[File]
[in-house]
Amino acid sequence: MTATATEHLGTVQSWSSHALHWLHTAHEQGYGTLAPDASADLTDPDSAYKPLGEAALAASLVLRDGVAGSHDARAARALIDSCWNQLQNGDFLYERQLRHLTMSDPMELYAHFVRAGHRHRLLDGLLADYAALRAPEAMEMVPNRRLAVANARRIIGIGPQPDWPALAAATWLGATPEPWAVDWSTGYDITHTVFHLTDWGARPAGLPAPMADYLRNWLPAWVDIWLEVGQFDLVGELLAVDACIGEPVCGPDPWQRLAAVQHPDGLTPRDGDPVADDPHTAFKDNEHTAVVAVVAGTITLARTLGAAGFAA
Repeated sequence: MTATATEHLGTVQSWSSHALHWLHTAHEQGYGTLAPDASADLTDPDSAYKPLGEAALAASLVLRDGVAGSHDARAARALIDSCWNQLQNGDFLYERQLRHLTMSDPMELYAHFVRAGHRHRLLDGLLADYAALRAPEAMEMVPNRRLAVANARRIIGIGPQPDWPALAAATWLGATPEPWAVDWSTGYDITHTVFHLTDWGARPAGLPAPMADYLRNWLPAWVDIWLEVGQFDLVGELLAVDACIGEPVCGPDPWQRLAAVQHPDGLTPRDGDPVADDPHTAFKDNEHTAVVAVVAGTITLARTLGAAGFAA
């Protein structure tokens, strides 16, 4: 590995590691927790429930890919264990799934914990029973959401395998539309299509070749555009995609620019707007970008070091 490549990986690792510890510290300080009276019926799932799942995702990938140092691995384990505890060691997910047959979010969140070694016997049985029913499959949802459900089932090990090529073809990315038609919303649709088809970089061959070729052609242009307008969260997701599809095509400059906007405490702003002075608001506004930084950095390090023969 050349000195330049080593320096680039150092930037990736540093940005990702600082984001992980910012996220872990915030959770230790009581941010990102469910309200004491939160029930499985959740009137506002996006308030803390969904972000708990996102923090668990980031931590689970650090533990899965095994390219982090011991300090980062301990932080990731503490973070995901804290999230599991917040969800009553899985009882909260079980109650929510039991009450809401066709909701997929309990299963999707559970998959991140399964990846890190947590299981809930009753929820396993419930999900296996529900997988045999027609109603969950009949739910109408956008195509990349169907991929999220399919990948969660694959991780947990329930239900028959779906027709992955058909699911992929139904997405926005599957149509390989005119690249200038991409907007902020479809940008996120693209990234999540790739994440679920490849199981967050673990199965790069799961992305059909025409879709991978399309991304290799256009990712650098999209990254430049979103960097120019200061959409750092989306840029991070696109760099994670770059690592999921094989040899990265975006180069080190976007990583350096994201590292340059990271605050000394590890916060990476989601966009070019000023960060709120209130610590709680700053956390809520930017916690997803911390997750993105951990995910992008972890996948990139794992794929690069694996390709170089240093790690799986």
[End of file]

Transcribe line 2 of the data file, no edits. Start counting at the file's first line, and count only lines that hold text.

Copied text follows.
Amino acid sequence: MTATATEHLGTVQSWSSHALHWLHTAHEQGYGTLAPDASADLTDPDSAYKPLGEAALAASLVLRDGVAGSHDARAARALIDSCWNQLQNGDFLYERQLRHLTMSDPMELYAHFVRAGHRHRLLDGLLADYAALRAPEAMEMVPNRRLAVANARRIIGIGPQPDWPALAAATWLGATPEPWAVDWSTGYDITHTVFHLTDWGARPAGLPAPMADYLRNWLPAWVDIWLEVGQFDLVGELLAVDACIGEPVCGPDPWQRLAAVQHPDGLTPRDGDPVADDPHTAFKDNEHTAVVAVVAGTITLARTLGAAGFAA